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How to keep your dog safe around fast-flowing rivers

Avoiding the risks of a dog drowning

Cocker spaniel

Q: I will be picking-up this season on a new shoot, where there is a fast-flowing river. On two drives it can be necessary to put dogs over the river. I know that dogs have drowned in this river in the past, and while my dogs are good swimmers I would not want them
 to take any risks. Should I pull out, 
or make my concerns known?

Keeping dogs safe by rivers

A: Any situation that may endanger the life of a working gundog should be avoided, but there are certainly situations that crop up on shoot days in which dogs go the extra yard — of their own volition — in order 
to retrieve their bird.

If you have concerns, talk candidly to the other members of the picking-up team. I am sure that no one wants their dog to be put at risk, so ask them how they feel and judge what is reasonably expected of you on a shoot day.

You also need to speak to the shoot captain and see what he has to say. Your concerns should be dealt with professionally, but if you are made 
to feel as though you are making a fuss for no good reason, you might wish to reconsider your involvement with the shoot in question.

However, if everyone recognises the risks and has a sensible and responsible attitude to what situations might occur on a shoot day, it will be up to you to decide whether you feel you have enough control of your dogs to prevent them from attempting to cross the river. A few birds left unpicked is far better than a dead dog, so you need to be on the ball on the drives that could present a risk and be ready to assess precisely where birds have fallen, before deciding whether it is safe to work your dogs and avoid a risky river crossing.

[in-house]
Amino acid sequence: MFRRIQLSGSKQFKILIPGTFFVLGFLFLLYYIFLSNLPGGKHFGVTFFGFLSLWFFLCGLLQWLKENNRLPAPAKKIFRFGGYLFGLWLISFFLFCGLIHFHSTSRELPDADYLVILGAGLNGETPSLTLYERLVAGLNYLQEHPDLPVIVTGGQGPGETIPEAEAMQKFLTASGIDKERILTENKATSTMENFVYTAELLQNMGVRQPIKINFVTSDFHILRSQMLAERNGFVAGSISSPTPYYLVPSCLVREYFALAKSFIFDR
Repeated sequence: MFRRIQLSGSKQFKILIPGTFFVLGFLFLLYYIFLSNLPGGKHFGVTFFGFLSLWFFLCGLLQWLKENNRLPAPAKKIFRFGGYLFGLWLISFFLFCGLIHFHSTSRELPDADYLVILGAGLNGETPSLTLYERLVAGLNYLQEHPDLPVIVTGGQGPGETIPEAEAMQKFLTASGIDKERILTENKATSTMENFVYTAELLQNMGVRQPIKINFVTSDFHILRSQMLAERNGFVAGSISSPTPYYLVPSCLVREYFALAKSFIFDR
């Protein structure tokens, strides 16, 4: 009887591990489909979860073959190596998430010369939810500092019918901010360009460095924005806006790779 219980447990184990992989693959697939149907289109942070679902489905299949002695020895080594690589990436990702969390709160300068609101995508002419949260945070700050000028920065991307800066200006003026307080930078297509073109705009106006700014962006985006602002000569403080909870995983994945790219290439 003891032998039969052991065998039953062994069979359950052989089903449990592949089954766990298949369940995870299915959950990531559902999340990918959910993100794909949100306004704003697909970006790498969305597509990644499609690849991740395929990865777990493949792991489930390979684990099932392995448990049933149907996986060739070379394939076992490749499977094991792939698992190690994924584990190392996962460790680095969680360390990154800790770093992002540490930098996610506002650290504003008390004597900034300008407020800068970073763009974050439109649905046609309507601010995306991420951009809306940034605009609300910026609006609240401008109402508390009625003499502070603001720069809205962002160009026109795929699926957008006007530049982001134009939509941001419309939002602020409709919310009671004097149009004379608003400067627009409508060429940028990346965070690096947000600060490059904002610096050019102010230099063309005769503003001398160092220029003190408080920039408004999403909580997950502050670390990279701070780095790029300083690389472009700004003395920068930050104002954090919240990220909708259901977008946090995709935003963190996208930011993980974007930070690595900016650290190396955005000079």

Of course, we have all seen birds appear dead on a riverbank and then, just as the dog approaches, suddenly take off. What you don’t want is for that situation to occur and a dog to pursue it, if it could be in danger as a consequence. The emphasis is on your decision about whether or not to send a dog but probably more importantly to make sure that your dog will respond immediately, should you need to abort the retrieve for safety reasons.